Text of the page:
1931 Certain people hold that there are four quite separate reasons for the decline. There are those who say that the cause is greater absenteeism on the part of the worker; that for whatever reason, he is not working as hard as he used to. Then I was interested in an article written by the hon. Member for West Coventry (Mr. Edelman) who placed the main part of the fault on inefficient management. Then there are those who think that productivity has declined because machinery is inadequate; there are those who blame it on a shortage of raw materials. It is probable that there is a degree of responsibility in all four causes, but it is important that we should have some authoritative statement about the various percentages of responsibility, because the remedy depends on a correct analysis of the facts. If it is the case that the worker himself is not producing as much as he used to, then there is a great deal to be said for giving him some extra incentive to produce. But we can only do that, if we throw more consumer goods on the market at the expense of having fewer raw materials and less new machinery. If the real trouble is inadequate machinery or lack of raw materials, we shall only be making things worse by giving our attention to what is only a subsidiary cause by increasing the incentive to the workers. I am not saying at the moment which of the four causes I have enumerated is the most important, but I think the Parliamentary Secretary, if not tonight then at some other time, should give the House as full an analysis as he is able to give, of these causes.
§ 11.47 p.m.
§ The Parliamentary Secretary to the Ministry of Labour (Mr. Ness Edwards)
I am sure it will be appreciated that even a Parliamentary Secretary at the short time at my, disposal, could not give a full analysis of the situation. But there are some points on which I am able to give some information. There was the last point raised by the hon. Member for Devizes (Mr. Hollis) with regard to the general productivity of labour, not only per man shift but per man hour. The situation is so uncertain these days and there are so many points involved to ensure that the production machine runs smoothly and efficiently, that this would be the wrong time, in our view, to try to 1932 measure what is the actual productivity either per man shift or per man hour. It is no fault of employers or workers that we are not able to do so. It is the circumstances under which all are trying to do a job of reconversion and housing, without the machines the employers would like, and with the shortage of raw materials and the shortage of fuel and electricity. These are things that have not escaped our attention. They have been discussed on a number of occasions with the representatives of employers and with the Trades Union Congress, and at the appropriate moment, when the situation is easier and freer, we shall get some real statistics about the matter raised by the hon. Member, because it is the kernel of the whole situation as regards productivity and the manpower problem.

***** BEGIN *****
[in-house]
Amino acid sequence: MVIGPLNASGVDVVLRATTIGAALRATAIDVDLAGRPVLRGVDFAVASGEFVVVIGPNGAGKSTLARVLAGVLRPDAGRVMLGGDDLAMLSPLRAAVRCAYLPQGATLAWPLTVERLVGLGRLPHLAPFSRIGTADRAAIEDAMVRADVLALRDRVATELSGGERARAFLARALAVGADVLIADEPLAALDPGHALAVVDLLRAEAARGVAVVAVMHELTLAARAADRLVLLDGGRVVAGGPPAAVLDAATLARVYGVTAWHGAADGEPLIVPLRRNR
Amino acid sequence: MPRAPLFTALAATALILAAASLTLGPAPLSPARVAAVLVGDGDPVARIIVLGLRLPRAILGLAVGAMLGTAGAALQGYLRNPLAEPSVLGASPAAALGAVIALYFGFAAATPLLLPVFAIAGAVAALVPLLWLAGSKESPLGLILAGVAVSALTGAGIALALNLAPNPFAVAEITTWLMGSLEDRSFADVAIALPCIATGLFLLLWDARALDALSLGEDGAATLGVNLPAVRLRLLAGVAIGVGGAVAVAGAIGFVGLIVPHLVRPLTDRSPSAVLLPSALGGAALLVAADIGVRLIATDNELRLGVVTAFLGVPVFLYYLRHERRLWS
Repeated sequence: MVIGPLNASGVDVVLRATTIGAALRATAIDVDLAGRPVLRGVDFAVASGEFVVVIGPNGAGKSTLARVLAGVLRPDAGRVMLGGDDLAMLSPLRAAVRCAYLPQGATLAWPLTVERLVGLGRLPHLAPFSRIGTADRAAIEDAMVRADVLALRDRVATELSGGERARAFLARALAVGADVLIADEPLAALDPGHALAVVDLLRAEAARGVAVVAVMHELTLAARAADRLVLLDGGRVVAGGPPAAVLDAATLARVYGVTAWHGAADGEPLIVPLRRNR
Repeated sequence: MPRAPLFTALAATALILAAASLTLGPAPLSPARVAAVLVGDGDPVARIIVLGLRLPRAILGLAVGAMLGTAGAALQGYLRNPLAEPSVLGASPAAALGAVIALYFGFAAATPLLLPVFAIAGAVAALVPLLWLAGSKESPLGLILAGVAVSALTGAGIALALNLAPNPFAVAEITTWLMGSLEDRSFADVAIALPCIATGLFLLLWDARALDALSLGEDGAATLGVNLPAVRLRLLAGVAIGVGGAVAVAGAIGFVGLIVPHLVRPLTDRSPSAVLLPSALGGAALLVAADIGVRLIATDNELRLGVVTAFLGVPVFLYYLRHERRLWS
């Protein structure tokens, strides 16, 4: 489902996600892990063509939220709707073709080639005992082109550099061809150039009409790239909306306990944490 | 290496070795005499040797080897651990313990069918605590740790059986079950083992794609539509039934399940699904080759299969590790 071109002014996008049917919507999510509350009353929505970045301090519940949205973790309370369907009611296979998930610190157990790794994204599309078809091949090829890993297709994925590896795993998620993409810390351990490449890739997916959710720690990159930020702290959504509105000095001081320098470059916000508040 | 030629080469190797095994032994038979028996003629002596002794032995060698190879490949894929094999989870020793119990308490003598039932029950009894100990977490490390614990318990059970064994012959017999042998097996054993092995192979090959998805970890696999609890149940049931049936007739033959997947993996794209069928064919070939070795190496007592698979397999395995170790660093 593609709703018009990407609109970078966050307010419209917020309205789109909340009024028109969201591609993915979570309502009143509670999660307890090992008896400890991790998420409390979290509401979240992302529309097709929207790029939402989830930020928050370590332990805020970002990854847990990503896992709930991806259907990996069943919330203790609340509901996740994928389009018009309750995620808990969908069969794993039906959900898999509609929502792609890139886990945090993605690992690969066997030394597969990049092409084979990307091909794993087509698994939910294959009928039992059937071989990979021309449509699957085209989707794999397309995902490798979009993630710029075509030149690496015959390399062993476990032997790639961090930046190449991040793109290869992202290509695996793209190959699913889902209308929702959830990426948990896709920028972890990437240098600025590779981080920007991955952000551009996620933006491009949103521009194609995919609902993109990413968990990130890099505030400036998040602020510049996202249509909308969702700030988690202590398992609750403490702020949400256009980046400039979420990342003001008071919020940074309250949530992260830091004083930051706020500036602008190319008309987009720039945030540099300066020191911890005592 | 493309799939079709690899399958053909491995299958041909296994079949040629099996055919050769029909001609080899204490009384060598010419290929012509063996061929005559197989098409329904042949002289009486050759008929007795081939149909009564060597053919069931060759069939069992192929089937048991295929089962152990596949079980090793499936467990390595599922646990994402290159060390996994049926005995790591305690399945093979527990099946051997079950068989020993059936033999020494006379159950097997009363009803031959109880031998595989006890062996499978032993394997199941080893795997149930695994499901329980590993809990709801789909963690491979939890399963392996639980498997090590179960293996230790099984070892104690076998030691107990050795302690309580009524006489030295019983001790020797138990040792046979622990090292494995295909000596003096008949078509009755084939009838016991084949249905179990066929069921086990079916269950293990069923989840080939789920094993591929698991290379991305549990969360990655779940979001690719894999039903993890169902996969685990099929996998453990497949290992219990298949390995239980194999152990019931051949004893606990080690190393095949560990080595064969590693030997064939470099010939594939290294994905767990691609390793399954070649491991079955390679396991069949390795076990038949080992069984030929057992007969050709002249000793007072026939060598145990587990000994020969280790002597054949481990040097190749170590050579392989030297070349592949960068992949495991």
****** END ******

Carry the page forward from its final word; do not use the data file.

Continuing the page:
I now come to the points raised by the hon. Member for Leek (Mr. Harold Davies). I was very pleased to hear him pay that tribute to the new feeling in the mining industry. In the past there was too little heard about the miners; now the time has come to give them credit for the grand job they are doing. There is today more general recognition of the economic situation with which the country is faced. I welcome the reference which has been to the White Paper that has been issued for it does represent some months of consideration. It was necessary when such a statement was to be issued that both sides of the industry should be carried with us, and we have done that. We have arrived at a conclusion satisfactory to both sides, who recognise that a serious situation has to be faced. Once we got that recognition it was only from that point forward that we could hope to take the necessary steps to remedy the situation. I quite agree that all the cards should be put on the table. The White Paper that has been issued is merely a prelude to the manpower budget that is coming before this House, some time this month or early next month. We hope to get a very full Debate on the general economic situation with which this country is faced, and it is from that point forward when all the facts are known—and they will cover a much wider field than the White Paper which has been issued—that we hope to get it disseminated among the masses of the people, from which we should get material results.